I want to try to replace Raspbian by Alpine on my Raspberry Pi Zero W, without having physical access to it. I am wondering whether the following procedure would work:

  • While Raspbian is running:
    • Replace the files in /boot with the files from the /boot partition of Alpine.
    • Add files in /boot to automate the Alpine installation.
  • Reboot into Alpine

I am not sure however that it is safe to replace the files in /boot while Raspbian is still running. According to 'lsof' there seem to be no files open, but that does of course not guarantee that indeed the files in /boot are not used anymore after the boot process is finished (incl shutdown/reboot). Does anybody know?

  • figure out how to run from memory only. note that loading a stock image from the nets will likely result in loss of your remote access so you will want to customize and provide the image. you'd have to unmount the sd, connect to a source for a raw image and overwrite the sd with the new image. all is possible to setup as root. don't know if anyone bothered to make a setup for it though.
    – Abel
    Jan 30, 2022 at 13:59
  • As per my answer, you don't need to run from memory to replace the stuff in the boot partition, there's no point -- you can delete everything there, unmount it, and destroy the partition formatting if you want, it doesn't matter at all once the OS is running. Running from memory is an option when you go to replace the root fs, which is much more challenging.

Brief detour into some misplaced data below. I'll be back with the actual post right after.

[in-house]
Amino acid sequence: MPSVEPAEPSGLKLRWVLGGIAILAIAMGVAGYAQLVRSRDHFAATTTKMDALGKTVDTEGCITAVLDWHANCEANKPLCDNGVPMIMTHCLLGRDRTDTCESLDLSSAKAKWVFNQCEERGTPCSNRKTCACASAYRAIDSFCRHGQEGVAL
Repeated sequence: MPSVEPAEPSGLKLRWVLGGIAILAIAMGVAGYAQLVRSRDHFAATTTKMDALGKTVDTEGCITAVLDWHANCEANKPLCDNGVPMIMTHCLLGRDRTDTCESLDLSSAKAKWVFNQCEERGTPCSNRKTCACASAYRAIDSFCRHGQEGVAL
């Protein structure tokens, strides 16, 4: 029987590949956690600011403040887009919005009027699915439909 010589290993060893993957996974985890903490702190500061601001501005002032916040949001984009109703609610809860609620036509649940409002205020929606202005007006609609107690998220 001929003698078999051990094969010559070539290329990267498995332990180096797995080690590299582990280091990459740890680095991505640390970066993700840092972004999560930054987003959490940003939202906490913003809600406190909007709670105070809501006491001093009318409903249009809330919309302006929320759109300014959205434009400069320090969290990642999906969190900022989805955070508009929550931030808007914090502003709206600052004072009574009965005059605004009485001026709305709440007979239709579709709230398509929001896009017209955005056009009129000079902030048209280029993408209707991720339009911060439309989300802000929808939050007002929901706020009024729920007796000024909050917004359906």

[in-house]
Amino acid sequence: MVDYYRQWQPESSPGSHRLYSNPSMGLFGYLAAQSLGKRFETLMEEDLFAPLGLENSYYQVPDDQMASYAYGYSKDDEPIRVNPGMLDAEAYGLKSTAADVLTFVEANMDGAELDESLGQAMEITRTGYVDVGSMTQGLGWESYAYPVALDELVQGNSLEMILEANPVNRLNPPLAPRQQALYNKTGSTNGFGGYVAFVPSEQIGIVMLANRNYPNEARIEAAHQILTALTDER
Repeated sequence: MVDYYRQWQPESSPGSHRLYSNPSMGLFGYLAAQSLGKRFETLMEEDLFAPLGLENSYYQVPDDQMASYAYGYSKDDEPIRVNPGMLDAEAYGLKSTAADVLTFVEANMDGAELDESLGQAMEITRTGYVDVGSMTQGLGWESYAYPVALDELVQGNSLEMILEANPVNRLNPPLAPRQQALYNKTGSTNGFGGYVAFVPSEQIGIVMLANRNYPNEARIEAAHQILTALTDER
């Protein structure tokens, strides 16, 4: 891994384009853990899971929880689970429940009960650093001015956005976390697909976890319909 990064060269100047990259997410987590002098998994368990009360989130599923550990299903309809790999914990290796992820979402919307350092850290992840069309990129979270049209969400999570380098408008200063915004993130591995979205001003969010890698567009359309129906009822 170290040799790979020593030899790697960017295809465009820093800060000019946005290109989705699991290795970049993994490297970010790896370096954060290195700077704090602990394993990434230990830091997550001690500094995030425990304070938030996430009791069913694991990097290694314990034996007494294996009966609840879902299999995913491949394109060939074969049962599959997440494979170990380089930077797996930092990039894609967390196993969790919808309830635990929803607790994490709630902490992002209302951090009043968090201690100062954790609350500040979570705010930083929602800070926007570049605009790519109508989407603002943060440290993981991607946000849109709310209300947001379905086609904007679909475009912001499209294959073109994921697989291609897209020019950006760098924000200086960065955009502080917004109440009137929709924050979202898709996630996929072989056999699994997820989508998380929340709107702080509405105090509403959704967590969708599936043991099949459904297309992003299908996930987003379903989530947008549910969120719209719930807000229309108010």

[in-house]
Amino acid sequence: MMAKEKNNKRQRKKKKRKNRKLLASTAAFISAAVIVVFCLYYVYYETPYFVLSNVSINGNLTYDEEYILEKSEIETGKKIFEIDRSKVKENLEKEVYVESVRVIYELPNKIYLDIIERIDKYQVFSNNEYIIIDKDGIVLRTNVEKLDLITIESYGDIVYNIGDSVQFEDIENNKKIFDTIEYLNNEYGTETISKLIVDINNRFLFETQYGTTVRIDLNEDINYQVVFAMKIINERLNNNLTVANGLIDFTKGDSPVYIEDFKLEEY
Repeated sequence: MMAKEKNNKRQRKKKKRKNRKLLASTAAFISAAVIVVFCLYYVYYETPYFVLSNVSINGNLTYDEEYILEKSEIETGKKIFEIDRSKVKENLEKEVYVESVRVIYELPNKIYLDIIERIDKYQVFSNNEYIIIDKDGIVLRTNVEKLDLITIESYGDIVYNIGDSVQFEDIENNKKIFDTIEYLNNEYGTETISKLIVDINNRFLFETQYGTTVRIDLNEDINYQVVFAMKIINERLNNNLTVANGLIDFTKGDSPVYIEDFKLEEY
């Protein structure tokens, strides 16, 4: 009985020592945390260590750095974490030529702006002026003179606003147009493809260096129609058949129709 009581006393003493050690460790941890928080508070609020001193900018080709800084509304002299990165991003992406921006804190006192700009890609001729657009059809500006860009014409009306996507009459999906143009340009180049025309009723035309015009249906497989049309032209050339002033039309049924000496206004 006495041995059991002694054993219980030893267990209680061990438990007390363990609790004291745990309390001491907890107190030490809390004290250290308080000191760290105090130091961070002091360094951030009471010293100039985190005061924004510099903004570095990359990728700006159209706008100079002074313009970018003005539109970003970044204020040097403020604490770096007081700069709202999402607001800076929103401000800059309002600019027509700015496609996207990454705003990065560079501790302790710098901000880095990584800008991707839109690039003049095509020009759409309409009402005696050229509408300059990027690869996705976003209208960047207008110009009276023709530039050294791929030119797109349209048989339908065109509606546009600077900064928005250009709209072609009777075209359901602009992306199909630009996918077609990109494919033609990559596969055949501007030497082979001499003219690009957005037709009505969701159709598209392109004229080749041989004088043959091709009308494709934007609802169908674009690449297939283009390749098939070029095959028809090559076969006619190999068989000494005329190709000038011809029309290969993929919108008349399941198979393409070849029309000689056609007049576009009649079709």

– goldilocks
    Jan 30, 2022 at 15:14

1 Answer 1


I am not sure however that it is safe to replace the files in /boot while Raspbian is still running.

None of the files in the boot partition are used after the kernel has finished loading, so yes, you can do whatever you want with it as long as you are aware that will potentially affect whether it boots at all next time.

The only reason for that partition to be mounted at all is to simplify upgrades of the kernel, firmware, etc.

The hard part about this procedure is how you plan to replace the userland (ie., the stuff in the much bigger second partition). That's another question, the short answer to which is to install enough of a system (eg., the base Alpine install, which I would guess is only a few GB) in a new toplevel directory, leave a link to the toplevel of the root fs, then chroot in and do what you need to do. I would avoid a situation where you need to maintain network connectivity for that; since you cannot, you are going to have to plan and rehearse that part carefully.

If you are not sure what everything in that last paragraph refers to, keep in mind you have a very high chance of failure here, unfortunately, and you would likely be leaving the machine unbootable.

  • Thanks! For the Alpine userland I only a few hundred MB and I always leave enough space on the SD card to create / increase partitions for situations like this. The Alpine installation is pretty easy and can be scripted, but indeed it will be critical to get the network connectivity correct.
    – BFly
    Jan 31, 2022 at 13:10

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